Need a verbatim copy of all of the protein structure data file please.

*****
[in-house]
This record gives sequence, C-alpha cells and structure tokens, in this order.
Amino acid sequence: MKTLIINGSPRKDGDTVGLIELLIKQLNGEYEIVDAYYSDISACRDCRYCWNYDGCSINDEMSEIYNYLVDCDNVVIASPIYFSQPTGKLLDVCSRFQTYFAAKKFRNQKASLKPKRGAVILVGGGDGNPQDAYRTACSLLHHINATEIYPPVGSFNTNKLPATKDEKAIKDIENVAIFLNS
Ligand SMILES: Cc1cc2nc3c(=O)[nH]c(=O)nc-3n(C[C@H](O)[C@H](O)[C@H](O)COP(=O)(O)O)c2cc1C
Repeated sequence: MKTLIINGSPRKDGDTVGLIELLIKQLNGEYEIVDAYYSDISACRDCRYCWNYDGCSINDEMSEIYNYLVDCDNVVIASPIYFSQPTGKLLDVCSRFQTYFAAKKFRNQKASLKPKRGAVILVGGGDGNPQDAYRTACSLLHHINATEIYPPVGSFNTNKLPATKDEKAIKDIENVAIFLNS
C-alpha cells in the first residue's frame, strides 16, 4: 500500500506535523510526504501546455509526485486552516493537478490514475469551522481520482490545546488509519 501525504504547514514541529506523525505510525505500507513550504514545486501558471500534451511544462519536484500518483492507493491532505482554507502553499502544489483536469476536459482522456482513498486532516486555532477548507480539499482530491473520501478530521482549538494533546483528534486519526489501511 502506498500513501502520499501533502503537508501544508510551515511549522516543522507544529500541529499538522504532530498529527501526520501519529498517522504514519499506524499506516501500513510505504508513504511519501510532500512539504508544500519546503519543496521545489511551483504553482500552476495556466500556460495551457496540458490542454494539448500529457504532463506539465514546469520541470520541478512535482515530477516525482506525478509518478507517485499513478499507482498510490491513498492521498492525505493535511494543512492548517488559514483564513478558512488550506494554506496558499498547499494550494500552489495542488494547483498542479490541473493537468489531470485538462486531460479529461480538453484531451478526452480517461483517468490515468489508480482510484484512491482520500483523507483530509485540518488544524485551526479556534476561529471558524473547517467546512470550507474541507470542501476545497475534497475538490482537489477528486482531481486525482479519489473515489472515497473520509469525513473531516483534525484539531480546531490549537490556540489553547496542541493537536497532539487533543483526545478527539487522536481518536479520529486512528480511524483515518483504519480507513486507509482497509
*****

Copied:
[in-house]
This record gives sequence, C-alpha cells and structure tokens, in this order.
Amino acid sequence: MKTLIINGSPRKDGDTVGLIELLIKQLNGEYEIVDAYYSDISACRDCRYCWNYDGCSINDEMSEIYNYLVDCDNVVIASPIYFSQPTGKLLDVCSRFQTYFAAKKFRNQKASLKPKRGAVILVGGGDGNPQDAYRTACSLLHHINATEIYPPVGSFNTNKLPATKDEKAIKDIENVAIFLNS
Ligand SMILES: Cc1cc2nc3c(=O)[nH]c(=O)nc-3n(C[C@H](O)[C@H](O)[C@H](O)COP(=O)(O)O)c2cc1C
Repeated sequence: MKTLIINGSPRKDGDTVGLIELLIKQLNGEYEIVDAYYSDISACRDCRYCWNYDGCSINDEMSEIYNYLVDCDNVVIASPIYFSQPTGKLLDVCSRFQTYFAAKKFRNQKASLKPKRGAVILVGGGDGNPQDAYRTACSLLHHINATEIYPPVGSFNTNKLPATKDEKAIKDIENVAIFLNS
C-alpha cells in the first residue's frame, strides 16, 4: 500500500506535523510526504501546455509526485486552516493537478490514475469551522481520482490545546488509519 501525504504547514514541529506523525505510525505500507513550504514545486501558471500534451511544462519536484500518483492507493491532505482554507502553499502544489483536469476536459482522456482513498486532516486555532477548507480539499482530491473520501478530521482549538494533546483528534486519526489501511 502506498500513501502520499501533502503537508501544508510551515511549522516543522507544529500541529499538522504532530498529527501526520501519529498517522504514519499506524499506516501500513510505504508513504511519501510532500512539504508544500519546503519543496521545489511551483504553482500552476495556466500556460495551457496540458490542454494539448500529457504532463506539465514546469520541470520541478512535482515530477516525482506525478509518478507517485499513478499507482498510490491513498492521498492525505493535511494543512492548517488559514483564513478558512488550506494554506496558499498547499494550494500552489495542488494547483498542479490541473493537468489531470485538462486531460479529461480538453484531451478526452480517461483517468490515468489508480482510484484512491482520500483523507483530509485540518488544524485551526479556534476561529471558524473547517467546512470550507474541507470542501476545497475534497475538490482537489477528486482531481486525482479519489473515489472515497473520509469525513473531516483534525484539531480546531490549537490556540489553547496542541493537536497532539487533543483526545478527539487522536481518536479520529486512528480511524483515518483504519480507513486507509482497509